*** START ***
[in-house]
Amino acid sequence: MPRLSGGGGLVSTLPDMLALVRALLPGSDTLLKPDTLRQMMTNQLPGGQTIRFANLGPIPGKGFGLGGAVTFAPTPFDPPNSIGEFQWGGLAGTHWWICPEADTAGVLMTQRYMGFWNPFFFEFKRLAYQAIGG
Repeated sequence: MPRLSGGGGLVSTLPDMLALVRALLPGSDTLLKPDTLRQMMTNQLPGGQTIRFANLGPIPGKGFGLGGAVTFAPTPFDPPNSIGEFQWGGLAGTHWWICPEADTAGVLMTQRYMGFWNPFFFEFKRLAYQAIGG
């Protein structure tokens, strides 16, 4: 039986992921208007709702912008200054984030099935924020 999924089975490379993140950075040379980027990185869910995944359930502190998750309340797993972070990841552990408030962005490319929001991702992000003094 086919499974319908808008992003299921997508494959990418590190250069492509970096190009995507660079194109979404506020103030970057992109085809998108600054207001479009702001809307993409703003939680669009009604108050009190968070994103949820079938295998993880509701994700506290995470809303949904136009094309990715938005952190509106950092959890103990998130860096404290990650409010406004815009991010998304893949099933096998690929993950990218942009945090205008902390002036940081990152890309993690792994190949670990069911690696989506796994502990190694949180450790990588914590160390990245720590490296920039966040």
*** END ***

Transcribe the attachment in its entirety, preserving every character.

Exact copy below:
[in-house]
Amino acid sequence: MPRLSGGGGLVSTLPDMLALVRALLPGSDTLLKPDTLRQMMTNQLPGGQTIRFANLGPIPGKGFGLGGAVTFAPTPFDPPNSIGEFQWGGLAGTHWWICPEADTAGVLMTQRYMGFWNPFFFEFKRLAYQAIGG
Repeated sequence: MPRLSGGGGLVSTLPDMLALVRALLPGSDTLLKPDTLRQMMTNQLPGGQTIRFANLGPIPGKGFGLGGAVTFAPTPFDPPNSIGEFQWGGLAGTHWWICPEADTAGVLMTQRYMGFWNPFFFEFKRLAYQAIGG
């Protein structure tokens, strides 16, 4: 039986992921208007709702912008200054984030099935924020 999924089975490379993140950075040379980027990185869910995944359930502190998750309340797993972070990841552990408030962005490319929001991702992000003094 086919499974319908808008992003299921997508494959990418590190250069492509970096190009995507660079194109979404506020103030970057992109085809998108600054207001479009702001809307993409703003939680669009009604108050009190968070994103949820079938295998993880509701994700506290995470809303949904136009094309990715938005952190509106950092959890103990998130860096404290990650409010406004815009991010998304893949099933096998690929993950990218942009945090205008902390002036940081990152890309993690792994190949670990069911690696989506796994502990190694949180450790990588914590160390990245720590490296920039966040």